If you’re not going mobile, then you may as well say bye bye….
At this year’s TechCrunch Disrupt conference in San Francisco, CEO Mark Zuckerberg sat down with Michael Arrington, founder of TechCrunch. The conversation touched on many subjects. One of the most compelling parts of Zuckerberg’s side of the conversation was about Mobile. Zuckerberg said:
“We’re going to execute this mission to make the world connected and build value over the long-term. The bigger question that will define how we’ve done is how we do with mobile.”
Mobile, Zuckerberg said is the big question mark for Facebook, as many of its almost one billion users are using either Facebook’s mobile version or the native apps built for iOS and Android. Further accentuating this move to mobile, Zuckerberg said that users are consuming feed stories at double the rate via mobile using the new iOS app.
His address underscored the need for publishers to offer mobile solutions to their users, if they want to position themselves to compete in this ever-increasing mobile world.
According to a recent Google study, consumers of content don’t like poorly designed mobile sites, and even worse, sites that do not have a site optimized for mobile. While over 70 percent of consumers maintained it was important for sites to be mobile-friendly, 96 percent of consumers have experienced non mobile-friendly sites. This study translated to the simple fact that if you do not go mobile, you are losing out to the competition and will fail.
Brafton, an online news, content and research agency that has been in operation for over a decade, earlier this year released a report as part of their Mongoose Metrics Data Series. In the report, it was stated that only 10 percent of websites are fully optimized for mobile, which means that 90% are not capable of servicing mobile consumers.
Shortly after the dawning of the World Wide Web in the early 1990s, it quickly became apparent that in order for businesses to compete in this new age, they must hop on the www train or risk losing customers to businesses that already have optimized their offerings for web consumption. Remember, this was at the beginning of the www era and there are still many businesses out there that still do not have a web presence.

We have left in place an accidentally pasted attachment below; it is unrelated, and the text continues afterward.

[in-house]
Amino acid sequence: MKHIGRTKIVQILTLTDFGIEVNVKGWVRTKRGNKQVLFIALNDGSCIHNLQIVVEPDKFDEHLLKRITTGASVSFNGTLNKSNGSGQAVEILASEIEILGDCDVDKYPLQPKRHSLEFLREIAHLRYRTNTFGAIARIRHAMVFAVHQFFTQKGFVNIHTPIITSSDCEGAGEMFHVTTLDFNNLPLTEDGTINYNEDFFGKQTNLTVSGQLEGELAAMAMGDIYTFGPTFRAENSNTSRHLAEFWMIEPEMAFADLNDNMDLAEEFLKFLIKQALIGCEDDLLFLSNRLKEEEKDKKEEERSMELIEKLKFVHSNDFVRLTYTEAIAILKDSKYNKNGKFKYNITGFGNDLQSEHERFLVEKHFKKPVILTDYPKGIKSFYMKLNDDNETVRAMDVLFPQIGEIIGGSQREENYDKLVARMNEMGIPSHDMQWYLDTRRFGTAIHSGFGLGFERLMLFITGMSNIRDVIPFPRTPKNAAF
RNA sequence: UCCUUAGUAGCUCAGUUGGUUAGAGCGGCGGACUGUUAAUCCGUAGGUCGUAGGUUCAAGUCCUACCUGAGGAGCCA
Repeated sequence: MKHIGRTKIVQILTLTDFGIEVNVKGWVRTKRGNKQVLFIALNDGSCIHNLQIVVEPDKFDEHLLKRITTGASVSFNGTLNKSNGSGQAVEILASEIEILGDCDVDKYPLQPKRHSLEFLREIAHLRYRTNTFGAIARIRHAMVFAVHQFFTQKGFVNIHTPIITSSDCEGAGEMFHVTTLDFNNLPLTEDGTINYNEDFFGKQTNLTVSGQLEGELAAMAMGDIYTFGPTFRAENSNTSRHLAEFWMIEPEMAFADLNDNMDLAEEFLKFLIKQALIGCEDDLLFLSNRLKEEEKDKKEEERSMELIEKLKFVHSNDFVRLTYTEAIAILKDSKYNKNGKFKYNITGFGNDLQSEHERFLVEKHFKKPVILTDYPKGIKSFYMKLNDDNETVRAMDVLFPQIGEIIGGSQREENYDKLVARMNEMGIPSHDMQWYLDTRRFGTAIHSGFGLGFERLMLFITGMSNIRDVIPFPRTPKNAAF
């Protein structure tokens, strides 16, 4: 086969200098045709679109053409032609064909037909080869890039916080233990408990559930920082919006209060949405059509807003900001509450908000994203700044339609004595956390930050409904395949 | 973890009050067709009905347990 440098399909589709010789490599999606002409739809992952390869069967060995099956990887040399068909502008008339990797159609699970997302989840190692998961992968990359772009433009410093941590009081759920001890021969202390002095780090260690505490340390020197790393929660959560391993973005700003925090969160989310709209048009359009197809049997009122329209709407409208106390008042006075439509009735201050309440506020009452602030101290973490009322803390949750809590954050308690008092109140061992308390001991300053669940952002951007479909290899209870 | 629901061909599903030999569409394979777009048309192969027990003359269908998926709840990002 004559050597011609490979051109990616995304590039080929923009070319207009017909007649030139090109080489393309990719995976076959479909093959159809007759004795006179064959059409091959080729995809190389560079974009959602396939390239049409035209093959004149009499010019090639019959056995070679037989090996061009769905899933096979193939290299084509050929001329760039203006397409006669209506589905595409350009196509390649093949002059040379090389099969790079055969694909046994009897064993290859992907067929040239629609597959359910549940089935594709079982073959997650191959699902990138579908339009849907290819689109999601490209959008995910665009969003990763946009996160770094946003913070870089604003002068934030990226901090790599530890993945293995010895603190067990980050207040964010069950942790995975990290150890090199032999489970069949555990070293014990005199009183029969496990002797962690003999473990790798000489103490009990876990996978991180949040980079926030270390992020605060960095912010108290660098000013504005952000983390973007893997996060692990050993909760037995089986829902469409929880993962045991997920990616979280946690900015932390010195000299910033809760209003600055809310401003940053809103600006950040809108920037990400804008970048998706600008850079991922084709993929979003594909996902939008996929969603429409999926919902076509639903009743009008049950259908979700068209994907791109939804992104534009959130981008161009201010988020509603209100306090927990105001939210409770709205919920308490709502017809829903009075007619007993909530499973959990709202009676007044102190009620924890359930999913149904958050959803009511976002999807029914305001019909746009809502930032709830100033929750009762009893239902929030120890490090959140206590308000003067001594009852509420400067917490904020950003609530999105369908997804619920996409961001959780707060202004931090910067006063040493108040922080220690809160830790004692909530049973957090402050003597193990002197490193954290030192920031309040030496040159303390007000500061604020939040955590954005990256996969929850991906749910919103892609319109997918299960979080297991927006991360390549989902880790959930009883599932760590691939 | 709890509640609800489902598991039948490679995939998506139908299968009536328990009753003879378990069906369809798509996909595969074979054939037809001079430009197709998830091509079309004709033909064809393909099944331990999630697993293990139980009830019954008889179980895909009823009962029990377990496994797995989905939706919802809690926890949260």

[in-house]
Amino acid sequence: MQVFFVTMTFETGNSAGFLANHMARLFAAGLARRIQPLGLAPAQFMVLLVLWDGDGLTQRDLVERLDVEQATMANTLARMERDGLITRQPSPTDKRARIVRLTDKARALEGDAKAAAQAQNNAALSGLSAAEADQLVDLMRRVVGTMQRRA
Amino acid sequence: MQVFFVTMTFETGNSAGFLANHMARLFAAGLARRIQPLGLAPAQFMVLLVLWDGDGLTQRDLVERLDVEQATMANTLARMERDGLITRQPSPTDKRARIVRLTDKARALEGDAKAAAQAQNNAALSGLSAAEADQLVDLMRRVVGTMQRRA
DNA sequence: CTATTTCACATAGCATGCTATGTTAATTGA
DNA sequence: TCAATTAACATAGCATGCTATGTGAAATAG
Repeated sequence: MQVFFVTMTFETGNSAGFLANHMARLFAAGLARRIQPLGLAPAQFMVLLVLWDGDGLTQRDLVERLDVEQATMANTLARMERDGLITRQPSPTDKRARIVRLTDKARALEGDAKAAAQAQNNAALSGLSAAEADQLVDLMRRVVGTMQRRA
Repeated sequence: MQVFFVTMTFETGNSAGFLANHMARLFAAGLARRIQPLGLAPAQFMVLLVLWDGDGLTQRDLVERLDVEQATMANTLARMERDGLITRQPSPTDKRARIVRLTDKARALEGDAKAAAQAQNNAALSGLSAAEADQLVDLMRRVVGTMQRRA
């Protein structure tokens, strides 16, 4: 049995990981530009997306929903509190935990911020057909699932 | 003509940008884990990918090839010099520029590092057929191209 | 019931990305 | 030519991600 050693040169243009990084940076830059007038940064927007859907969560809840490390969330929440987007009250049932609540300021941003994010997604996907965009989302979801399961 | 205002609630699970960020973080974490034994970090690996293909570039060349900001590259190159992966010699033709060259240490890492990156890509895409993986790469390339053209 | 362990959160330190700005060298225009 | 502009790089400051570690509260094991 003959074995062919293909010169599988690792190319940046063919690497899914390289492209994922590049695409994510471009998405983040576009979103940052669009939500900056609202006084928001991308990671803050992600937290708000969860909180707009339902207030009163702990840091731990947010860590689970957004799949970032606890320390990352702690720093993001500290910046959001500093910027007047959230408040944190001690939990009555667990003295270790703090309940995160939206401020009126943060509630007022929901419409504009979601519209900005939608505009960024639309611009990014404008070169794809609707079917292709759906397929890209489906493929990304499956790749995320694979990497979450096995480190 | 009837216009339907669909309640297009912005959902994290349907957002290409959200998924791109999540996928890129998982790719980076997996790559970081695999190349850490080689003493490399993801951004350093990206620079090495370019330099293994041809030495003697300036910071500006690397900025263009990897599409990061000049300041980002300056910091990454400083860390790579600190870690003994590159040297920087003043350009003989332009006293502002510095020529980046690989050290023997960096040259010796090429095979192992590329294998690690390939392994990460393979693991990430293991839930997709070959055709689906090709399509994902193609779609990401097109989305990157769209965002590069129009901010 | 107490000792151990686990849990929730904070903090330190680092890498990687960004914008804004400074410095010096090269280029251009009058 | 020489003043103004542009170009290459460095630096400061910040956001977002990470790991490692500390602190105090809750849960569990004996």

In contrast, so too, in this age of mobile, it has become a necessity to optimize websites for mobile consumption or risk alienating current customers and losing out on potential others. In short, not going mobile is bad for business. While the cost for creating a mobile presence can exact a heavy toll on a publisher’s development budget, the costs for not going mobile can cost much more.
A forecast by research firm Gartner back in 2010 stated that Mobile phones will overtake PCs as the dominant way to access the web on a global scale by 2013. This forecast rings true today and looks like it is even surpassing the prediction. The forecast also added that users of mobile devices typically click less on a website than users of PCS, contending that the majority of sites that are not yet optimized for smaller screens need to be rebuilt and their content reformatted.
Publishers and other content-driven sites know that going mobile in a native fashion can be complicated and are aware of the costs with all the various mobile devices out there, with each device-specific app requiring much development work. Additionally, giving mobile offerings such tools as push notifications to promote engagement is the ultimate way to give consumers the most complete and dynamic mobile experience.
There are quite a few plugins out there that take publishers and site owners mobile and they do a good job. But, beyond being able to consume content in a comfortable fashion, it pretty much stops there. Facilitating engagement and a smooth dead-simple way to go mobile by providing publishers and consumers with a 360 degree mobile experience is where they all fall short. This is what is needed on the mobile scene today.